Financial Institutions Need a Can-Do Attitude

 “Don’t mistake activity with achievement.”
– John Wooden, former UCLA basketball coach and 10-time NCAA Basketball Champion

Target, Neiman Marcus and Michaels recently compromised sensitive customer data to hackers, joining Facebook, Gmail, Twitter, and Yahoo!. And those are the ones made public.

Financial institutions (FIs) aren’t safe either: Global Payments (processor for Visa and MasterCard), Bank of America, Citibank, JP Morgan, and Fidelity National Information Services all suffered data breaches recently. Hundreds of millions of dollars stolen and boatloads of personal data exposed to criminals.

Companies, especially FIs, are not doing enough to safeguard sensitive information. FIs scramble to buttress their systems to thwart attacks, while criminals easily elude the safeguards.

If you shop online your information could already be on a hacker’s hard drive, waiting to be bundled and sold to another criminal, making you vulnerable to identity theft and other crimes.

The protection plans offered by credit card companies and FIs do provide additional protection. But, if it isn’t enough, why would consumers pay for safeguards that should be provided automatically? The “safeguards” aren’t really all that safe, in truth.

EMV (Eurocard, MasterCard, Visa) (covered on this blog) would be a step in the right direction, erecting additional layers of protection between FIs and hackers. EMV has been adopted by most of the world, but not in the U.S.

EMV replaces the magnetic strip on cards with a microchip used for authentication, encrypting the information during the transaction, making it more difficult for thieves and card skimmers to steal. Security is further bolstered when used with a PIN or signature. However, it is by no means a panacea.

Retina scans and fingerprints could also thwart criminals. Those systems require expensive investment in hardware and new software to support them. FIs and their customers should implement anything that makes it more difficult for hackers.

Dual-factor authentication (2FA) is another, more feasible, option. It adds another level to the standard password login. The FI would send a code via text message to your mobile phone, which then is entered by the user to execute the transaction.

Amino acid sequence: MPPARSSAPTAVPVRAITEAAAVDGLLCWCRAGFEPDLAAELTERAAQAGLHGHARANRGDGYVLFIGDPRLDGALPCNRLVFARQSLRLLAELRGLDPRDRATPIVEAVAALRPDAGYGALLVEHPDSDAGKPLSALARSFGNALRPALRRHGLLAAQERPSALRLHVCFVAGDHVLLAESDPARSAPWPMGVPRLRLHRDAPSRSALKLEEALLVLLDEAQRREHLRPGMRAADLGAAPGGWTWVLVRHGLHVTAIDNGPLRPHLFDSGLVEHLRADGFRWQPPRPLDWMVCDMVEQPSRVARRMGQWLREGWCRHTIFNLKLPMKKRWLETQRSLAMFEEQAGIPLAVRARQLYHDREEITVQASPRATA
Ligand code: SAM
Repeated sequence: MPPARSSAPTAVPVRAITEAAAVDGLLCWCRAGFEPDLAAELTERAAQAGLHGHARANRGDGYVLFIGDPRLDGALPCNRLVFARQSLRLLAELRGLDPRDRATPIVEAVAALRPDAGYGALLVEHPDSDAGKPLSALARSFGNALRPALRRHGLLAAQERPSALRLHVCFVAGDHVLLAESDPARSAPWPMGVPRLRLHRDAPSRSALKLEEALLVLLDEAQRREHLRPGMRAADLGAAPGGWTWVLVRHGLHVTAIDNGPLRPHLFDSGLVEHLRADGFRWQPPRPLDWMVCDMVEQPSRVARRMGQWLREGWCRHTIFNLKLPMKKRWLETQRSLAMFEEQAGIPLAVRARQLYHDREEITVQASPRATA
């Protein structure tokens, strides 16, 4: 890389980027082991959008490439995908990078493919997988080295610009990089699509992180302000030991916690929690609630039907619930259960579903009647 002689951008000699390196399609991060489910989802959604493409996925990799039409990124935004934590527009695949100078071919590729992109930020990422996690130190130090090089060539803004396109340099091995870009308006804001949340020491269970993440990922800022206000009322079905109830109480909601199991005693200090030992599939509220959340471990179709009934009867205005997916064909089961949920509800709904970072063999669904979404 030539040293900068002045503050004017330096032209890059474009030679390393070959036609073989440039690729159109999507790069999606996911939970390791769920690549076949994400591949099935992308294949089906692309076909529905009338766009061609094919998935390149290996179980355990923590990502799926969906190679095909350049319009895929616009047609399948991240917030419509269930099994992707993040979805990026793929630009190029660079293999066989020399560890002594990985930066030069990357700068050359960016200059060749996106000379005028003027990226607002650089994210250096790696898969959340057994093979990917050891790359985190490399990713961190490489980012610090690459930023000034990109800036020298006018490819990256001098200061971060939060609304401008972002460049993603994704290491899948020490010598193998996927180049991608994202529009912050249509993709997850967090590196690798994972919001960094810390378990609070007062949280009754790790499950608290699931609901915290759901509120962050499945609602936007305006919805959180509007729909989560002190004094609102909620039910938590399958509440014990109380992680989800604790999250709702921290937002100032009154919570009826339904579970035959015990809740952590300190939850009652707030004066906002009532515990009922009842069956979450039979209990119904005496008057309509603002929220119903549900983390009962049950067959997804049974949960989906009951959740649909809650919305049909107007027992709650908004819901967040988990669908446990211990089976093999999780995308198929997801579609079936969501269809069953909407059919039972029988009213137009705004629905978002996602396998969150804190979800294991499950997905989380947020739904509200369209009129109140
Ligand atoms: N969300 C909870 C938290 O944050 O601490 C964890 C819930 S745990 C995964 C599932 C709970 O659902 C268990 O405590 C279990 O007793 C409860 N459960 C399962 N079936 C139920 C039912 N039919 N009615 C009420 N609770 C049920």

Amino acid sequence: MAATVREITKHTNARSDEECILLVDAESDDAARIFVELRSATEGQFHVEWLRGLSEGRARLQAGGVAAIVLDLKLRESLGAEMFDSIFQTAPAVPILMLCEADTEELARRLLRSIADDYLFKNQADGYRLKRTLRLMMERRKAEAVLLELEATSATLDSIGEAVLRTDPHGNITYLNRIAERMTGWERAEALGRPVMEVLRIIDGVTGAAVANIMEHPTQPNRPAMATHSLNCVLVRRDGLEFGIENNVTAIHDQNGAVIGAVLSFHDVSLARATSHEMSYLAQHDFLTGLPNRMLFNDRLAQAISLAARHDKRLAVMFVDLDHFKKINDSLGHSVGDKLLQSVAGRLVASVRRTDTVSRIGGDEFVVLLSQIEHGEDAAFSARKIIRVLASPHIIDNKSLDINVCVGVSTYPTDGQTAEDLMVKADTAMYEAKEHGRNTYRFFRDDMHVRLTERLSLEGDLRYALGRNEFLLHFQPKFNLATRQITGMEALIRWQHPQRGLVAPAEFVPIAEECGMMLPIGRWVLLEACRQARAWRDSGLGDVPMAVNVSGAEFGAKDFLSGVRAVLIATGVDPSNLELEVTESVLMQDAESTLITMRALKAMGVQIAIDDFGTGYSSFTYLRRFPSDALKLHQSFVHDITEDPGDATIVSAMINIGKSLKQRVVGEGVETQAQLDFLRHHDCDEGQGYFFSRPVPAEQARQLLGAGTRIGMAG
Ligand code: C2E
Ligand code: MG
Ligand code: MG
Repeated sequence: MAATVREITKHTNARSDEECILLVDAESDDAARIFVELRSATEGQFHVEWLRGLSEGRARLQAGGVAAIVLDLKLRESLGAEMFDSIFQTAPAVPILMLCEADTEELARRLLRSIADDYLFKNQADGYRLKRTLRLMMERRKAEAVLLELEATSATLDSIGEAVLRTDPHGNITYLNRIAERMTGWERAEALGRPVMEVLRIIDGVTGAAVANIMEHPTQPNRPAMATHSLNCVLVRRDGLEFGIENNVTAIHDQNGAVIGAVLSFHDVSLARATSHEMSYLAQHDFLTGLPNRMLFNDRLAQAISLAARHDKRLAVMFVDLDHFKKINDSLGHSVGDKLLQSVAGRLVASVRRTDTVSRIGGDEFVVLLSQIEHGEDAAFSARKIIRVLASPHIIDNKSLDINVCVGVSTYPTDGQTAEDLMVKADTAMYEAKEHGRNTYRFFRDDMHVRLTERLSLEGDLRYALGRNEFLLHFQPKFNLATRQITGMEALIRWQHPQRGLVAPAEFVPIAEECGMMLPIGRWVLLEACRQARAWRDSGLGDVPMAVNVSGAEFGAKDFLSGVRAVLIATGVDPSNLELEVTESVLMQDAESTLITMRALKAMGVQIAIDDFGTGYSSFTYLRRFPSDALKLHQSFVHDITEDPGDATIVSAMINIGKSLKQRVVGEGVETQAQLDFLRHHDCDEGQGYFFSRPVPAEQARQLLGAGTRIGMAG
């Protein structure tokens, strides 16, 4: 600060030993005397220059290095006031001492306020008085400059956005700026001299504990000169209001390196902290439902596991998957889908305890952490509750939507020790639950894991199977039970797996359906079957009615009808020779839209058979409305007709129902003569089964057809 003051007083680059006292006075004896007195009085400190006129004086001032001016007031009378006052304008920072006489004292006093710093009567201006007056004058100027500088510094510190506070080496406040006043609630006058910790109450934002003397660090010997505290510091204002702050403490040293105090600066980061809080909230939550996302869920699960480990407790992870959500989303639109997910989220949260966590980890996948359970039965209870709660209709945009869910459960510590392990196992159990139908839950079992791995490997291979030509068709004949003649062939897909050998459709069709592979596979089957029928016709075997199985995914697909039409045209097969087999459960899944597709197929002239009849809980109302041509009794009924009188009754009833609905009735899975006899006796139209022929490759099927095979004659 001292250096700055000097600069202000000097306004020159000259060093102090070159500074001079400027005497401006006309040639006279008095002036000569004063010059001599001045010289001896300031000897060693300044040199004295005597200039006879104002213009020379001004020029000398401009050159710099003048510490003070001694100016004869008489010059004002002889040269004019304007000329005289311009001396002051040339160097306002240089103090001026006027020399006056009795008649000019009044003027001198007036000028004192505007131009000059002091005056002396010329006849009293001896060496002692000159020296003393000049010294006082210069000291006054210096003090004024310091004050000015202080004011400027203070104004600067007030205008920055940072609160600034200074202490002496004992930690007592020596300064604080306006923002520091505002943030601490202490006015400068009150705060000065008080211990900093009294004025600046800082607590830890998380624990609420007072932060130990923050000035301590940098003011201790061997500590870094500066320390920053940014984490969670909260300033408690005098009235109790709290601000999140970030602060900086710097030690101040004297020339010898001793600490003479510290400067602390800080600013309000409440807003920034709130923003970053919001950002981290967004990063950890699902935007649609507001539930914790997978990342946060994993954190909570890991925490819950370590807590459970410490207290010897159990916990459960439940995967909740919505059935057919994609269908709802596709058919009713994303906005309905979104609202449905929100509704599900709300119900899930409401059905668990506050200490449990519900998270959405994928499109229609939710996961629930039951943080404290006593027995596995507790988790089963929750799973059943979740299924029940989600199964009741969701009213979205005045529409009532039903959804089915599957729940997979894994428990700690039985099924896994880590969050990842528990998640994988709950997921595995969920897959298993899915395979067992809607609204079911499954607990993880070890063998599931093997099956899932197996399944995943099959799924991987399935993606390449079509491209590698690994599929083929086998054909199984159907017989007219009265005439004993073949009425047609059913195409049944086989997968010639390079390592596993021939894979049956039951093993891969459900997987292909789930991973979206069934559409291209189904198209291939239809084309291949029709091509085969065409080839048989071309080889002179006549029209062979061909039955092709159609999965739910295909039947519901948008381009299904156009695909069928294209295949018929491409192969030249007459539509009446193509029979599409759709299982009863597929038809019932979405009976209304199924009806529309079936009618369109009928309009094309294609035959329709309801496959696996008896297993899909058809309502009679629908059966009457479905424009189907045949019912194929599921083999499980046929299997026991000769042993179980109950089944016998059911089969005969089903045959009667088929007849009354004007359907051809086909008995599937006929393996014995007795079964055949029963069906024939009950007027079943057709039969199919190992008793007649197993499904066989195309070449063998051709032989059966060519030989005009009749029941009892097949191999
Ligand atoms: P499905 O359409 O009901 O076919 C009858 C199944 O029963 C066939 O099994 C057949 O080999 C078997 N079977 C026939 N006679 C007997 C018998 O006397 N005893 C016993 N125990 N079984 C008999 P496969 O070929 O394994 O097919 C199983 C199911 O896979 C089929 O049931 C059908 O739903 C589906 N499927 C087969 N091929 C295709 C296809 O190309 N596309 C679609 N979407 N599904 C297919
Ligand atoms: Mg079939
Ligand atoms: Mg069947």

Ninety-one percent of Americans already have a mobile phone, according to Pew Research. Convenience alone makes 2FA via text message a logical solution.

Sending out text message codes would require investment in software, but the cost is meager compared to implementing a scanner or other hardware solution. Twitter, Google and Facebook already support 2FA as an option at login. It should be made mandatory.

2FA has been around for decades but never took hold. If a mobile phone was compromised, it would carry frightening ramifications. And, transactions are susceptible to Trojan horses, Man-in-the-Middle attacks, and other malware. In fact, all computers are vulnerable to these types of attacks.

Tokens like RSA’s SecurID, 1Password, Toopher, YubiKey and the like that provide one-time passwords have weak points as well, which can serve as gateways for criminals. If breached, could expose every one of the user’s passwords, all at once. Not good and hardly safe.

So what’s the answer?

Disappointingly there isn’t one that ensures total protection in all situations. Hackers are clever and will continue to exploit weaknesses in any, and every, system.

2FA is easy to implement with current technology and is a formidable additional security layer.

Coach Wooden said, “Do not let what you cannot do interfere with what you can do.” FIs need to heed this advice.

About David Sutton: David has a BA in economics and a MS in business journalism, and his articles have appeared on Forbes.com and in the Boston Business Journal. David has had a bank account since he was three.

What We’re Reading: Corporate Mobile Banking, Security, Mobile Gift Cards

Below are interesting stories the Banking.com staff has been reading over the past week. What have you been reading? Let us know in the comments section below or Tweet @bankingdotcom.

 

  • Websites that adapt on the fly

ABA Banking Journal